I contemplated telling you my personal burnout story, but I abandoned the idea for two reasons:
- It spans years, and you would no doubt become bored before getting to the important stuff, and
- It still brings up some negative emotions for me that I would rather pretend I’ve moved past. 😉
So, instead, I’m going to spare you the sordid details and head right for the important stuff: What I learned, and how it could help you.
- Trying to be what others want you to be is the quickest route to burnout. Just as I was starting my business, a photographer friend told me that the way I wanted to shoot wouldn’t sell because it’s not what clients want. I understand that she was giving the best advice she could based on her own life and business experiences but — and there’s no real way to sugarcoat this — she was wrong. My best client experiences have involved working with people who wanted me to shoot exactly the way I wanted to. Furthermore, those folks remain my biggest fans to this day. Clients who will love you for who you are and what you bring to the market are not only out there, but they’ll value your work more than those you water down your message to attract.
- Playing to your strengths will make you a lot happier, in life and in business. And, by strengths, I mean what makes you feel strong and internally motivated, not just what you happen to be good at. When I moved to the San Francisco Bay area, folks convinced me that networking was the best way to get my message in front of potential clients. In all truth, I found the process to be painful (because I’m a diehard introvert) and rather ineffective (probably because I hated it). Most of my favorite wedding clients came from advertising. Go figure, right? Traditional advertising still didn’t pay for itself, but it was a better fit for me at the time.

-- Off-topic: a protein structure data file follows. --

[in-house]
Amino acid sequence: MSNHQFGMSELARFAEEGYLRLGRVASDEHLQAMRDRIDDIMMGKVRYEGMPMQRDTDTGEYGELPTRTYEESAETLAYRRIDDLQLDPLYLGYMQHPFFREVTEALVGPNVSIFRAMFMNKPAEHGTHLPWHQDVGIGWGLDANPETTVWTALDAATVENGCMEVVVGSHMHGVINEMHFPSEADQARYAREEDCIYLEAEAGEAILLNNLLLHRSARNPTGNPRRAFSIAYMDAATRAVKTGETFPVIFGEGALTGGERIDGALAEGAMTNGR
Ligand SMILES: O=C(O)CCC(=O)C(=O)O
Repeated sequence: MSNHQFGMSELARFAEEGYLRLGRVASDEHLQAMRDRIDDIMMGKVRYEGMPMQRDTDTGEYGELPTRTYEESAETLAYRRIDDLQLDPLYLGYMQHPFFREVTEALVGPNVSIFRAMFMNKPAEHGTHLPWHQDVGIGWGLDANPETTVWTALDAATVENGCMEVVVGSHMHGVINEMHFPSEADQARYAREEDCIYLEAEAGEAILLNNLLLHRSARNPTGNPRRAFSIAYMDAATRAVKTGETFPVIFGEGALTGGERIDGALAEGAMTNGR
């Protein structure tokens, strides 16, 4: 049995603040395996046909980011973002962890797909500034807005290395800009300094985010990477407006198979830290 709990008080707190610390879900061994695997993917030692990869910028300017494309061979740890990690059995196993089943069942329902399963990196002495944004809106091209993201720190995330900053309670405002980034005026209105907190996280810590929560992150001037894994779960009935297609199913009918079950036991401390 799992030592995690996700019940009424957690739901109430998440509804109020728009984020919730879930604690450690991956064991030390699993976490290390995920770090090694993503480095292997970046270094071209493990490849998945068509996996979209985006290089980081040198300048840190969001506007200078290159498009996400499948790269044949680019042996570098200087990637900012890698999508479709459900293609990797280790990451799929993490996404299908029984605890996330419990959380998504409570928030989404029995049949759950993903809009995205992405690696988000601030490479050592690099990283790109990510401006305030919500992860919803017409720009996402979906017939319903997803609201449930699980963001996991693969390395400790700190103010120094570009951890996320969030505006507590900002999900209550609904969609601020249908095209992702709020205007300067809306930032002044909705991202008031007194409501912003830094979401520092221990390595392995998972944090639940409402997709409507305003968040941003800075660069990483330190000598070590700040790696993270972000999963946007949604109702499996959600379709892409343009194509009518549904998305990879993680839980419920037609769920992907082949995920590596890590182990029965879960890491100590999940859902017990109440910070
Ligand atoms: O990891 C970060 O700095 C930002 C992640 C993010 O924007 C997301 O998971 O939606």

- Decide the value of something before fighting over it. A competitor and former mentor sued me in 2007. Although my attorney asked me the value of the issues before we countersued — in order to decide if the fight was worth it — we easily crept past that initial estimate. It can be difficult to keep a clear head during a long legal slog so, before you start lobbing counterfire, consider the value of an issue and whether it’s worth giving in to preserve your sanity and capital. Along that same line, I’ve generally found that it’s better to be happy than “right.”
- You can’t control other people’s actions or opinions, so don’t bother stressing about either. Some people may lie to you or hide the truth from you, others may talk about you behind your back. For your own sanity and happiness, it’s best to assume that they’re doing the best they can, given the knowledge, understanding and awareness they have at the time and, as my friend Ashley advised me long ago, “avoid becoming embittered by it.”
- The closer you are to burnout, the more likely you are to lose sight of strategy. You’ll ask yourself, “What can I do right now to save my sanity or my business?” Well, the smartest thing — and the hardest one to remember — is to take a step back and to make sure your goals are setting your strategy, and your strategy is guiding your choice of tactics. Your gut probably isn’t serving you that well by that time, and it will tell you to grasp at whatever seems novel and easy.
So, there you have it: the lessons I learned from my burnout as a wedding and portrait photographer. I truly hope you never lose passion for the work you love, but if you ever start to, I hope my experience will help you avoid some of the pain.